With the main body finished, I moved on to the very intimidating louvered decklid. This was a measure twice, cut once moment for sure, and I got in lots of practice with different techniques on my donor 550 body first. Measure and practice a few times and then cut once! Ultimately, it took me two tries with the help of epoxy to get the final version into an acceptably state, and even then I decided to keep the louvers closed and not try to make them functional. Replicating the gas filler fairly simple in contrast, and came later when I had the interior base finalized. The last major body modifications were the bumpers. Ugh. These were plastic, and came in two pieces each as they had the deluxe trim laid in a groove, whereas the real car had solid painted pieces. Again I pulled out the epoxy and filled the trim grooves and carefully sanded and filed a new radius, the rear getting a clearance cut for the Sebring Stinger exhaust.
The interior is where I took most of my artistic liberties, especially with colors. I was happy that the base model I used had the correct dash, which I would later mask off the gauges on, respray, and then hand paint the remaining details in. One of those liberties was the steering wheel; Rod had installed a custom black three-spoke in the real car that looked too modern to me, so instead I used the wood rim wheel from the 550 model. Seats were also replaced by the 550 units, and the rear bench was deleted and replaced with a full cage I built by hand (finger?) out of aluminum rod—to the correct-scale diameter too, I might add! The roof and pillars of the shell interior were painted white to simulate a headliner.
Once everything was glued in place, I sprayed everything in a light gloss gray. Afterwards, I painted in details like wood trim below the windows and added leather window straps. I also made up some five-point harnesses for the bucket seats out of leather. Both front and rear of the base were modified to accept the new ride height, notably the front having been swapped for the 550’s suspension and steering.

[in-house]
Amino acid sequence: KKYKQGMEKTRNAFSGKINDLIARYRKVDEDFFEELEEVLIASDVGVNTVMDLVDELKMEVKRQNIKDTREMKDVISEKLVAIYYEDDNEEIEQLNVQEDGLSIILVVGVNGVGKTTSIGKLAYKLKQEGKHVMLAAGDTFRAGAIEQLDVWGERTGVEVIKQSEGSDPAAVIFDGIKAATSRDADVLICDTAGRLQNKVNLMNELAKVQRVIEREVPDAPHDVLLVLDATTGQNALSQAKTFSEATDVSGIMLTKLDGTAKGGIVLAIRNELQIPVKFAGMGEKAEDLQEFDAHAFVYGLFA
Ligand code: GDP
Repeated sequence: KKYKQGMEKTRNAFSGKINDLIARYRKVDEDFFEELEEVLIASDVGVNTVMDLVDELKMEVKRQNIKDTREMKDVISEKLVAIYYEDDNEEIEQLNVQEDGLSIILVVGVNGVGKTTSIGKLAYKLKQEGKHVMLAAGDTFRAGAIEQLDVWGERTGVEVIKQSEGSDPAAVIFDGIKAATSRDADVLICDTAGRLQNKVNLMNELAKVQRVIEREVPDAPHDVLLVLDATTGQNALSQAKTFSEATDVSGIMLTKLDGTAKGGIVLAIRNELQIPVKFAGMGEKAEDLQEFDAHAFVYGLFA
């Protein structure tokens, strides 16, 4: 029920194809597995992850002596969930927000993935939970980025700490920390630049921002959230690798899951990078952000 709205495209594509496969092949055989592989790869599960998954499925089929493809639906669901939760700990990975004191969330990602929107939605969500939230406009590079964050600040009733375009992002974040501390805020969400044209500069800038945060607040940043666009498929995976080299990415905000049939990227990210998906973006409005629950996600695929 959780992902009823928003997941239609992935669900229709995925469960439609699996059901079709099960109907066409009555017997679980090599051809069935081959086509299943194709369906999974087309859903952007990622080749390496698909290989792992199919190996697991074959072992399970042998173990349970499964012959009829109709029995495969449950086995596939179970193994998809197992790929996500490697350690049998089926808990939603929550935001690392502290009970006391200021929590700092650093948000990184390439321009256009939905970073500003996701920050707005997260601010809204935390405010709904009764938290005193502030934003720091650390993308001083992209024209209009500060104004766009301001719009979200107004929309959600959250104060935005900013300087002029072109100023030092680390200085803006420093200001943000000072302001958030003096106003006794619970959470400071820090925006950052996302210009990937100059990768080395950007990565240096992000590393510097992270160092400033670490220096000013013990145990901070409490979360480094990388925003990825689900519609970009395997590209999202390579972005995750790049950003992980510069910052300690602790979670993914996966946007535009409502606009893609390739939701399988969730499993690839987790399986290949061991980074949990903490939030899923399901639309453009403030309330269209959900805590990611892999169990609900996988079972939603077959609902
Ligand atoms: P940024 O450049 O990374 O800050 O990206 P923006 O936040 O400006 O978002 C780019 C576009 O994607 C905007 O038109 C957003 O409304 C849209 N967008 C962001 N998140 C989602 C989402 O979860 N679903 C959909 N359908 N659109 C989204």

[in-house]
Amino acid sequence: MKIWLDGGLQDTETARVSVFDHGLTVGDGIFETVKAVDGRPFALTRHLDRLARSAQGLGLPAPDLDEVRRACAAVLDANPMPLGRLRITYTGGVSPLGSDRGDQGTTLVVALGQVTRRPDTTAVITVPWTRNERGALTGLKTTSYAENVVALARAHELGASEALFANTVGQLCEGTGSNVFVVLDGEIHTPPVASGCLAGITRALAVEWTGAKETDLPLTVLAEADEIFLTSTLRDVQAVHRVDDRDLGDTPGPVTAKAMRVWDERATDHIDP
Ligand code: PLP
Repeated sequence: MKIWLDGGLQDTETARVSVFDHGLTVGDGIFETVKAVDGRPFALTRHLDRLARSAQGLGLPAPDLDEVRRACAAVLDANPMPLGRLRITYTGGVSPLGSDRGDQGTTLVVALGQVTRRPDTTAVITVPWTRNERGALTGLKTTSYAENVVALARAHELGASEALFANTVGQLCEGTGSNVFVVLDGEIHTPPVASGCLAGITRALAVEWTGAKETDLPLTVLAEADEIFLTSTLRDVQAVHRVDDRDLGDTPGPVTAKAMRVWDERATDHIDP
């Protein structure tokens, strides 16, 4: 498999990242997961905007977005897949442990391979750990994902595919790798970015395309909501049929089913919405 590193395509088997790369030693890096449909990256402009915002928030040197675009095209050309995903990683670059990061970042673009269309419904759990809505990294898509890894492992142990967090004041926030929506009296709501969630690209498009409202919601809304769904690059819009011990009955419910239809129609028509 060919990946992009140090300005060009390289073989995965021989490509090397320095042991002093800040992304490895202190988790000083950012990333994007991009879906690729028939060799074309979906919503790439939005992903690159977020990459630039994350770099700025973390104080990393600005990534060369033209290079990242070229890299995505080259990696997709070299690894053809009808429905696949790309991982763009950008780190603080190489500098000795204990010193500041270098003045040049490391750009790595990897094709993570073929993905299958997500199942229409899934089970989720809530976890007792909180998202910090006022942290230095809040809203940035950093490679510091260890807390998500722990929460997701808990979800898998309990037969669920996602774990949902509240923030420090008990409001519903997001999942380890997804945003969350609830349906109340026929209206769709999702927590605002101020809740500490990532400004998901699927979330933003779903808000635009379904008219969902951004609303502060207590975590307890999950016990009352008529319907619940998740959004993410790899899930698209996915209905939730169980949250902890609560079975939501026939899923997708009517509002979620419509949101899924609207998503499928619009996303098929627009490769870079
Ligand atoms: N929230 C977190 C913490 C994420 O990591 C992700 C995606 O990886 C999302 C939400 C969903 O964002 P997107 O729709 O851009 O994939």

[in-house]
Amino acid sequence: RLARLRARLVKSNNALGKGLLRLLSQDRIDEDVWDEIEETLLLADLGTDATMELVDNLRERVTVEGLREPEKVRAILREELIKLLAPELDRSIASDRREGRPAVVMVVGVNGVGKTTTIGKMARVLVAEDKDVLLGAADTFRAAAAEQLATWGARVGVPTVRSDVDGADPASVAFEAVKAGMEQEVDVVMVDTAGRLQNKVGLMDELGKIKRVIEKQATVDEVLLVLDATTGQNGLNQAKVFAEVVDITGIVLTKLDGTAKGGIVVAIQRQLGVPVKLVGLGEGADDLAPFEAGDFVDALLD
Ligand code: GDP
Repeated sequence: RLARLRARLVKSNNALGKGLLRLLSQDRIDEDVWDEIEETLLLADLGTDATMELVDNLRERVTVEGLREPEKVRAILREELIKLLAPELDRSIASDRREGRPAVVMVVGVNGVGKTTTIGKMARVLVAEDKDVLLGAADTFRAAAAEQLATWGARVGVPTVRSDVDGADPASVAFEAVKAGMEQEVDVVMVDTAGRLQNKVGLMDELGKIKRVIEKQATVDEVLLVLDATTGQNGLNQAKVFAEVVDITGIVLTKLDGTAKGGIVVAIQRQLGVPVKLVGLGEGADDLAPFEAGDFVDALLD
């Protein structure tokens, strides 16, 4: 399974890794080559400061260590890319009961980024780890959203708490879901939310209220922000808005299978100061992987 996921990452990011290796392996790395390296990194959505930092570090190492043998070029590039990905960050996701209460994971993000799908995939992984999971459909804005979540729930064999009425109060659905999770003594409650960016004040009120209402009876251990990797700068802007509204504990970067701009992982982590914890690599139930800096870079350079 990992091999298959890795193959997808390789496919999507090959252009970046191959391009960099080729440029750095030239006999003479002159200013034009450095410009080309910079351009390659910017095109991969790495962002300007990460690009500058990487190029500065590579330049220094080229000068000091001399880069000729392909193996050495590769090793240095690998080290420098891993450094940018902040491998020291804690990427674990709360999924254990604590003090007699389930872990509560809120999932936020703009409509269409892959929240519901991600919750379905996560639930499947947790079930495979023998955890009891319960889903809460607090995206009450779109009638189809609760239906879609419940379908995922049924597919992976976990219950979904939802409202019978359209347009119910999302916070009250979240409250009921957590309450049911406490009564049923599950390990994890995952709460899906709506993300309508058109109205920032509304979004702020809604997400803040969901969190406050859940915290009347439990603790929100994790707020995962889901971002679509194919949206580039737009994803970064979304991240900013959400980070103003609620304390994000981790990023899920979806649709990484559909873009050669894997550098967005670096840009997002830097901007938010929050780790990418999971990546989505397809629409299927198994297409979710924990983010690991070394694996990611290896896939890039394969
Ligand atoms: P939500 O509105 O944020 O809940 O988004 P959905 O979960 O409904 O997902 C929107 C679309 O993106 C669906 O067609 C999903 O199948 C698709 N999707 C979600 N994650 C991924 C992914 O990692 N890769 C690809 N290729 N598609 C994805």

Many, many, many test fits were made between body and interior once the suspension and wheels were created and modified. The front has a grafted-on Maisto suspension like I said, which is adjustable by springs, while I had to create aluminum drop spindles for the rear axle which allowed me to easily dial in camber as well as ride height. The wheels were also a lot of work, as they were built to the correct offset using different outer hoops and tires from a Jada model, with centers taken from the Maisto 550. I’m not exaggerating when I tell you I had a few hours in fabricating each wheel!
Under the hood, the gas tank was modified with a filler neck and cap and then painted. I was able to fit a spare tire in there too which was a feat in itself considering the room needed for the Maisto strut towers to fit in there. At the back of the car, I did very little with the engine as it was fairly well detailed to start, so I just added the exhaust, which I made by hand like the cage.
The paint work was a bit intimidating, mainly because I hadn’t tried painting anything so large or with so many pieces before. A Hot Wheels is one thing, but a larger model presents unique challenges. Here I’d like to give plenty of thanks to my friend who goes by Pillarless Coupe, who helped walk me through some of this process with his experience repainting various 1:18 scale models. Once I was satisfied with the surfaces, I sprayed a light coat of primer down followed by a light color coat, then a medium top coat, followed later by a heavier top coat. Everything sat and cured for weeks just to be safe, and then I began wet sanding and polishing. I chickened out and ended up not clearing the paint, so it’s technically an old-fashioned single stage spray.
I ended up going with a Krylon color from a can, Regal Blue I believe, which really plays with the light, becoming very dark or light depending on exposure, much like the real car, though this paint has a tad too much red in it to be completely correct. My regret with not spraying the car with clear—besides not properly sealing the decals down—was how surprisingly easy it is to accidentally chip it—by the end of final assembly I had to do quite a few touch ups to do. Speaking of decals, I’d like to give a massive shout out to Tony of Diecast Photography/Brew City Customs. He worked closely with me perfecting all the one-off decals I needed in order to make this model accurate (even though I do admit I like this car most without decals, sorry Rod!).